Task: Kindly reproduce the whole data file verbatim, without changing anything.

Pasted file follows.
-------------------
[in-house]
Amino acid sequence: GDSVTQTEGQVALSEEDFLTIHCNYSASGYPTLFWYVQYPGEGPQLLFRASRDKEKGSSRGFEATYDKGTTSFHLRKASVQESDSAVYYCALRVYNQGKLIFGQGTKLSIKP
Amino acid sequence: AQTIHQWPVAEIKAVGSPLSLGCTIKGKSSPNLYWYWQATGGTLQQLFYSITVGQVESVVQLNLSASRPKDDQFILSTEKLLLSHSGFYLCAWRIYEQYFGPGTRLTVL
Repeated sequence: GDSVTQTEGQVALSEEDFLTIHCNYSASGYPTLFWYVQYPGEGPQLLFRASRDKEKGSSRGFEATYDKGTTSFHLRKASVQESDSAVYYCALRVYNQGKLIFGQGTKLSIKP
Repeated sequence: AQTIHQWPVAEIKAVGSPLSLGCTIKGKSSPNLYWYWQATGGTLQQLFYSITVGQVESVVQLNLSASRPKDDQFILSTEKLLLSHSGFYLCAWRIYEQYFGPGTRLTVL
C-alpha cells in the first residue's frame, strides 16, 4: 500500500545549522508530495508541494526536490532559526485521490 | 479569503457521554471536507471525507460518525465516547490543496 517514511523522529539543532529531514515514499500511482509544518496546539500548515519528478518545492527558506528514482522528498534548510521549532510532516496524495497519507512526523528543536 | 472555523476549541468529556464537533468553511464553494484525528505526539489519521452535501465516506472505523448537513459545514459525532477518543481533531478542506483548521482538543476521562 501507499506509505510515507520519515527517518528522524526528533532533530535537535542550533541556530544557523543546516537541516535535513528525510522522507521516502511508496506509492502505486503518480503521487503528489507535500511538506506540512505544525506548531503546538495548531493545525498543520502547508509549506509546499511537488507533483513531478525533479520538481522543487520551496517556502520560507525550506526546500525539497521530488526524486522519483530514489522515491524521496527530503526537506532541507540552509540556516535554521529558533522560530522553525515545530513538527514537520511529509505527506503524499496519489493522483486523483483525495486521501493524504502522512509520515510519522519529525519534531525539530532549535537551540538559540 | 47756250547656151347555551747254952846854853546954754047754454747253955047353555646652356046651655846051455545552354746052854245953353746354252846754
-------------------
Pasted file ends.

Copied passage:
[in-house]
Amino acid sequence: GDSVTQTEGQVALSEEDFLTIHCNYSASGYPTLFWYVQYPGEGPQLLFRASRDKEKGSSRGFEATYDKGTTSFHLRKASVQESDSAVYYCALRVYNQGKLIFGQGTKLSIKP
Amino acid sequence: AQTIHQWPVAEIKAVGSPLSLGCTIKGKSSPNLYWYWQATGGTLQQLFYSITVGQVESVVQLNLSASRPKDDQFILSTEKLLLSHSGFYLCAWRIYEQYFGPGTRLTVL
Repeated sequence: GDSVTQTEGQVALSEEDFLTIHCNYSASGYPTLFWYVQYPGEGPQLLFRASRDKEKGSSRGFEATYDKGTTSFHLRKASVQESDSAVYYCALRVYNQGKLIFGQGTKLSIKP
Repeated sequence: AQTIHQWPVAEIKAVGSPLSLGCTIKGKSSPNLYWYWQATGGTLQQLFYSITVGQVESVVQLNLSASRPKDDQFILSTEKLLLSHSGFYLCAWRIYEQYFGPGTRLTVL
C-alpha cells in the first residue's frame, strides 16, 4: 500500500545549522508530495508541494526536490532559526485521490 | 479569503457521554471536507471525507460518525465516547490543496 517514511523522529539543532529531514515514499500511482509544518496546539500548515519528478518545492527558506528514482522528498534548510521549532510532516496524495497519507512526523528543536 | 472555523476549541468529556464537533468553511464553494484525528505526539489519521452535501465516506472505523448537513459545514459525532477518543481533531478542506483548521482538543476521562 501507499506509505510515507520519515527517518528522524526528533532533530535537535542550533541556530544557523543546516537541516535535513528525510522522507521516502511508496506509492502505486503518480503521487503528489507535500511538506506540512505544525506548531503546538495548531493545525498543520502547508509549506509546499511537488507533483513531478525533479520538481522543487520551496517556502520560507525550506526546500525539497521530488526524486522519483530514489522515491524521496527530503526537506532541507540552509540556516535554521529558533522560530522553525515545530513538527514537520511529509505527506503524499496519489493522483486523483483525495486521501493524504502522512509520515510519522519529525519534531525539530532549535537551540538559540 | 47756250547656151347555551747254952846854853546954754047754454747253955047353555646652356046651655846051455545552354746052854245953353746354252846754